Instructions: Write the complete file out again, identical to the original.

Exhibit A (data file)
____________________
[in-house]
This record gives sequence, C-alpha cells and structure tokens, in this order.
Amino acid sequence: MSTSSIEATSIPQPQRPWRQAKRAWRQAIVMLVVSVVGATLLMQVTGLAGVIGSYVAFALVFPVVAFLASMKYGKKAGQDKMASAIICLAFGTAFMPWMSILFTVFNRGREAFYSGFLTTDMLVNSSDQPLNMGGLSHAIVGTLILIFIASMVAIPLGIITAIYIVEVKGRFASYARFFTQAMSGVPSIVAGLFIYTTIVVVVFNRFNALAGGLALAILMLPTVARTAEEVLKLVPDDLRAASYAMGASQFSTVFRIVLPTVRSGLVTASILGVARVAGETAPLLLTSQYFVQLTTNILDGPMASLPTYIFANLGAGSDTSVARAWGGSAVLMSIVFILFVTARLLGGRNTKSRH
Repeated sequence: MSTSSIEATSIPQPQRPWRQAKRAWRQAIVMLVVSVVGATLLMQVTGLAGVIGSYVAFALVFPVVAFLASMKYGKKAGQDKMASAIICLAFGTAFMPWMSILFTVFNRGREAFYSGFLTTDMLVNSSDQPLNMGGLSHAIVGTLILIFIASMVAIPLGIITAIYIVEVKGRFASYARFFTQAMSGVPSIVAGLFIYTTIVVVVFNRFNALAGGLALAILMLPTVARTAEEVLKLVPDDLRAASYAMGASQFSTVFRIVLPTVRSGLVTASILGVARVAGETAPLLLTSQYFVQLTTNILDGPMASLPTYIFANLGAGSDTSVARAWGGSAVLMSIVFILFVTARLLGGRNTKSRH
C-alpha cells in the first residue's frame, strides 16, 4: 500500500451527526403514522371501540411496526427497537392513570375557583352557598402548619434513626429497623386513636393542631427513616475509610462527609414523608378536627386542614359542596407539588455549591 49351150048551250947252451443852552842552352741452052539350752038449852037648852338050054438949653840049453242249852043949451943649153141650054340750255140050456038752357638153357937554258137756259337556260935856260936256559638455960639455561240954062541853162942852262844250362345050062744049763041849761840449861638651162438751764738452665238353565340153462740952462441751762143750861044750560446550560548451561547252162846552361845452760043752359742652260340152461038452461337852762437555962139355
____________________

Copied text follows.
[in-house]
This record gives sequence, C-alpha cells and structure tokens, in this order.
Amino acid sequence: MSTSSIEATSIPQPQRPWRQAKRAWRQAIVMLVVSVVGATLLMQVTGLAGVIGSYVAFALVFPVVAFLASMKYGKKAGQDKMASAIICLAFGTAFMPWMSILFTVFNRGREAFYSGFLTTDMLVNSSDQPLNMGGLSHAIVGTLILIFIASMVAIPLGIITAIYIVEVKGRFASYARFFTQAMSGVPSIVAGLFIYTTIVVVVFNRFNALAGGLALAILMLPTVARTAEEVLKLVPDDLRAASYAMGASQFSTVFRIVLPTVRSGLVTASILGVARVAGETAPLLLTSQYFVQLTTNILDGPMASLPTYIFANLGAGSDTSVARAWGGSAVLMSIVFILFVTARLLGGRNTKSRH
Repeated sequence: MSTSSIEATSIPQPQRPWRQAKRAWRQAIVMLVVSVVGATLLMQVTGLAGVIGSYVAFALVFPVVAFLASMKYGKKAGQDKMASAIICLAFGTAFMPWMSILFTVFNRGREAFYSGFLTTDMLVNSSDQPLNMGGLSHAIVGTLILIFIASMVAIPLGIITAIYIVEVKGRFASYARFFTQAMSGVPSIVAGLFIYTTIVVVVFNRFNALAGGLALAILMLPTVARTAEEVLKLVPDDLRAASYAMGASQFSTVFRIVLPTVRSGLVTASILGVARVAGETAPLLLTSQYFVQLTTNILDGPMASLPTYIFANLGAGSDTSVARAWGGSAVLMSIVFILFVTARLLGGRNTKSRH
C-alpha cells in the first residue's frame, strides 16, 4: 500500500451527526403514522371501540411496526427497537392513570375557583352557598402548619434513626429497623386513636393542631427513616475509610462527609414523608378536627386542614359542596407539588455549591 49351150048551250947252451443852552842552352741452052539350752038449852037648852338050054438949653840049453242249852043949451943649153141650054340750255140050456038752357638153357937554258137756259337556260935856260936256559638455960639455561240954062541853162942852262844250362345050062744049763041849761840449861638651162438751764738452665238353565340153462740952462441751762143750861044750560446550560548451561547252162846552361845452760043752359742652260340152461038452461337852762437555962139355